Trucking Industry Reflects on Sleep Apnea Rulemaking Decision

In the rough and tumble world of modern politics, the trucking industry took solace in a number of regulatory triumphs, including a crucial legislative victory concerning sleep apnea. A bill, ultimately signed by President Obama, mandated that regulators agree to take sleep apnea requirements concerning truckers to a future rulemaking process, rather than merely issuing guidance.
According to Sean Garney, manager of safety policy at American Trucking Associations (ATA), rulemaking will require the Federal Motor Carrier Safety Administration (FMCSA) to estimate the number of drivers who would be affected by the rule, the percentage of crashes in which sleep apnea is a factor, and the percentage that would be affected by treatment of apnea.
Trucking industry reporter Oliver Patton reported that the agency will have to look at the cost and effectiveness of testing and treatment, as well as the “discouragement factor”–the extent to which a rule would discourage drivers from coming into the industry, or staying in it. Garney said, “There’s just a lot that they’re going to have to study in order to understand the real impacts on the industry.”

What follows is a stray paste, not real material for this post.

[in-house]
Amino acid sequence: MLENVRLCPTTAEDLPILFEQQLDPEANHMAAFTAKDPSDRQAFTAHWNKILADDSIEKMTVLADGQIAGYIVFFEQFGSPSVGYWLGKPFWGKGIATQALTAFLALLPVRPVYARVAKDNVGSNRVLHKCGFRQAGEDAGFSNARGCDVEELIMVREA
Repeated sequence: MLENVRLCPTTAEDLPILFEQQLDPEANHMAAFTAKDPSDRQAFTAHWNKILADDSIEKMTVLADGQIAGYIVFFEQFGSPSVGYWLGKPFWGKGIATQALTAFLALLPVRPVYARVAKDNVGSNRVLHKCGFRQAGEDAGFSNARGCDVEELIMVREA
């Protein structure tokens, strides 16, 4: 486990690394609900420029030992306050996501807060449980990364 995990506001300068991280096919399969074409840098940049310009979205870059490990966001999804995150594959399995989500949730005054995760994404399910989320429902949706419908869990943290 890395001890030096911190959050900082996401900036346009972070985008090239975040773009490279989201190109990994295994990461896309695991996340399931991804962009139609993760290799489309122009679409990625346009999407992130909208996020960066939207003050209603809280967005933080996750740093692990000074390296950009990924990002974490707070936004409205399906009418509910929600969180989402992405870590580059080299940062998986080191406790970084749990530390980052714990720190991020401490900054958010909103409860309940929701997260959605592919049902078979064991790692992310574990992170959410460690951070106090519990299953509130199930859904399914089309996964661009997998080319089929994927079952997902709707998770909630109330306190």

ATA estimates that a sleep apnea rule will cost the industry more than $1 billion a year, which is one reason why it pushed Congress to pass the bill that Obama signed last year.
“To me, what that says to the FMCSA and other regulatory agencies is when the trucking industry stands up, stands united and speaks with one voice, we can get Congress to do what we need to make sure that our industry stays strong,” said ATA President Bill Graves in Transport Topics. “And that means overriding bad regulations.”
On the loss side of the ledger, an appeals court decision in August upheld FMCSA’s new hours-of-service rule, a move that Graves called disappointing. “Despite the ruling, Graves said he believes that recent attempts by industry stakeholders to publicly raise concerns about the HOS rule’s effect on safety and productivity are gathering steam,” wrote Eric Miller, staff writer for Transport Topics.

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